People are different. Like, everyone is different. Sure, I know there are things we hold in common (with some, there are A LOT of things in common). Ultimately, though, we're all given a life with these very specific and different set of events and circumstances. Thats what makes meeting people, maturing, growing up and, well, life in general an experience that gives the possibility for "true stories" to be interesting. Because of that, it truly BOGGLES my mind as to how so many of us seek to "fix" the people around us.
A few years back I came to the concept of "God Boxing." Now, I'm sure the visual that comes to mind is, you with boxing gloves, and a gigantic old guy with a gray beard and boxing gloves. While funny, that's not what I'm speaking of here. "God boxing" is a predominantly Western concept of how, regardless of what the bible says, God CAN'T possibly be in control of every aspect of life you could encounter. Basically, God has parameters that he's inclosed in, a la, a "God box." Western Religious culture basically states that a lot of the things we know of God are true but, we still have quite a bit of leg room in the parts He CAN'T help out with.
What's this got to do with "the Difference" I mentioned of people? I'll explain:
For the most part, we prefer people being a lot alike us because its something we can understand without much effort. Social classing and racial divides, THRIVE on this. Problematically, the idea of "God Boxing" and its acceptance by most, gives the right to another handy concept I came up with, called "the Circle."
(Okay...Technically, I didn't come up with "the Circle" concept. I got it from and episode of the TV show "House." In the show, House (a rather unimpressed doctor) scolds a member of his team for complaining that they feel sad a kid will never be "normal." He goes on to state that people's ideas of "normal" stem from their view of things outside of a circle in which they exist as being, "ab-normal" or "broken." Thus, when faced with things outside of your personal circle, the response is to "fix" it (or them) so that it becomes more like what is in your circle, i.e. "normal.")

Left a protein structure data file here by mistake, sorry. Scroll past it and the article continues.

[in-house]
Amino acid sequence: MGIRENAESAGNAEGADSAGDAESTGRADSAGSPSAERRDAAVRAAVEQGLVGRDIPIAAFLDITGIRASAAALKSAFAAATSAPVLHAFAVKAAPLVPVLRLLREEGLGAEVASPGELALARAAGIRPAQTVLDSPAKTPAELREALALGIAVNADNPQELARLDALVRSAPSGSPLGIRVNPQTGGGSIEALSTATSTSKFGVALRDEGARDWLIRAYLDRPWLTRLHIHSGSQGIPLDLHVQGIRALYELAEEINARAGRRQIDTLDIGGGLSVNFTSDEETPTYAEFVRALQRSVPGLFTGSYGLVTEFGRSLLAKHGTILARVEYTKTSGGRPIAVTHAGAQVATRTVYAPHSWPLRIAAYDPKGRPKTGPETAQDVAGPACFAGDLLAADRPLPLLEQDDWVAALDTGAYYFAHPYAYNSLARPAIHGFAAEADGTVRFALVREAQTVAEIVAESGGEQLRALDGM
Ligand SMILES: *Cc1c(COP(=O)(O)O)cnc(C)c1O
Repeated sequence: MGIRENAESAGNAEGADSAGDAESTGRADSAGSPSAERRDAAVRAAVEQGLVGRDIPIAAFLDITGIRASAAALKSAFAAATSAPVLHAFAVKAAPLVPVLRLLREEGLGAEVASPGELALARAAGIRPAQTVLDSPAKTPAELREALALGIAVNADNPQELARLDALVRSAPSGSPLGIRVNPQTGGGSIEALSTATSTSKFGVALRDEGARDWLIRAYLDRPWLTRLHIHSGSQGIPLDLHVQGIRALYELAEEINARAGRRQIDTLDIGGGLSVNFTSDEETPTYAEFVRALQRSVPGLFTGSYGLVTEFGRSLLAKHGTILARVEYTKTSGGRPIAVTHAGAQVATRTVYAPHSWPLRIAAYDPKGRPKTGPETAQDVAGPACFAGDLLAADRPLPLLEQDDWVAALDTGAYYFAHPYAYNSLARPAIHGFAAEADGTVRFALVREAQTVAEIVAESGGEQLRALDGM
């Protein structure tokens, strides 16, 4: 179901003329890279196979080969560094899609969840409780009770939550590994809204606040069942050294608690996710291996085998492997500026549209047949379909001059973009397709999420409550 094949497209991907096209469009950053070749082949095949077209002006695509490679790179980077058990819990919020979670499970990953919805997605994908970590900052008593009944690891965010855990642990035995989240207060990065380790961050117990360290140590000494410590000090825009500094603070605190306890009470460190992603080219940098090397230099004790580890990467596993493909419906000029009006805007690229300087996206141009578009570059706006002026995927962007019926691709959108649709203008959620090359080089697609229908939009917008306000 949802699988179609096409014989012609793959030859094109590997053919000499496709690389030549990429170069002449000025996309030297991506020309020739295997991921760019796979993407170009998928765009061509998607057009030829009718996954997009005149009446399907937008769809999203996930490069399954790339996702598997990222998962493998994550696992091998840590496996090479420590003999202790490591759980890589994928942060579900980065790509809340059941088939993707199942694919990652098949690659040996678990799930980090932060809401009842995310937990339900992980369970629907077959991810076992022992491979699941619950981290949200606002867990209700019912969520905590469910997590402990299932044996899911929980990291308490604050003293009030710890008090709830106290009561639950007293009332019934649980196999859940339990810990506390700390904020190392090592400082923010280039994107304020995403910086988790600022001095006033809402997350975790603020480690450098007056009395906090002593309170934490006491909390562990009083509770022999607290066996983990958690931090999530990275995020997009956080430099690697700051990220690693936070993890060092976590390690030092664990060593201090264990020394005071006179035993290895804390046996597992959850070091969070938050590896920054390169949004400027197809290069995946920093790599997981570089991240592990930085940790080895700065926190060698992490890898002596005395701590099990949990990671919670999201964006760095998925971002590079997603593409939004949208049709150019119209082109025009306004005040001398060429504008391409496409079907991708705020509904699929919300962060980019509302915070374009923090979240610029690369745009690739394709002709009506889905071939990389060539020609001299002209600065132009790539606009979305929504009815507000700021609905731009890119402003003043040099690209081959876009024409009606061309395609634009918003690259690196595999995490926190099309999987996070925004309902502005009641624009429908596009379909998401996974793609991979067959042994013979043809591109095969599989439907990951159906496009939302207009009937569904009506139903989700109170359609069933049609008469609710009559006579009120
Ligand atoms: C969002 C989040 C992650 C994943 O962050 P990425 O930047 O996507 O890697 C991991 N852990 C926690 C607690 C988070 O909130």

As troubling (for some) as the idea of "God Box" is, I've found that "the Circle" is just as horrible... And one which we all seem to indulge in to quite a heavy degree.
Make no mistake, I've totally attempted to "fix" people outside of my "circle." Like I stated before, it is so much easier to have people around who are "on the same page" with you. It allows you to not have to work as hard on things like patience, humility, etc. Still, don't you think that's an "acceptable evil" we play with often? Or, maybe you've never really thought of it that way before. I know I hadn't thought of it for a LONG TIME. Literally, I had been operating in a system where a cocky level of pride about all "my good" was what everyone else should probably be about. And its just wrong.
To say that your life and the way you've lived it and progressed in it, is BETTER than the way others have, takes away from the beauty (or, sure, in some cases, horror) of individual life experiences others have. And we need that difference! Imagine a world where everyone lived how you did and learned lessons in a way similar to yours. How would our fiction read? Our movies? Inspirational talks? Shoot, even the everyday conversations you have with friends or the person who makes your heartbeat race?
You've heard the adage that, "You like a person for who they are, but you love a person for who they AREN'T?" If you had your way, and you "fixed" everyone around you to look like what's in your "circle," You would most likely lose almost everything that you love so much in this life. Really, THINK about THAT. Its not wrong to want better for people. That shows you actually have a heart and can care. I just believe that we have to be able to realize that some people NEED to have their lives existing in another "circle" so they can develop into the unique individual they should always be.
The Difference is important and, we need to always be aware of what we gain (and could lose) by trying to impress ourselves and what lives we've led, onto others.
- Conduct Lionhardt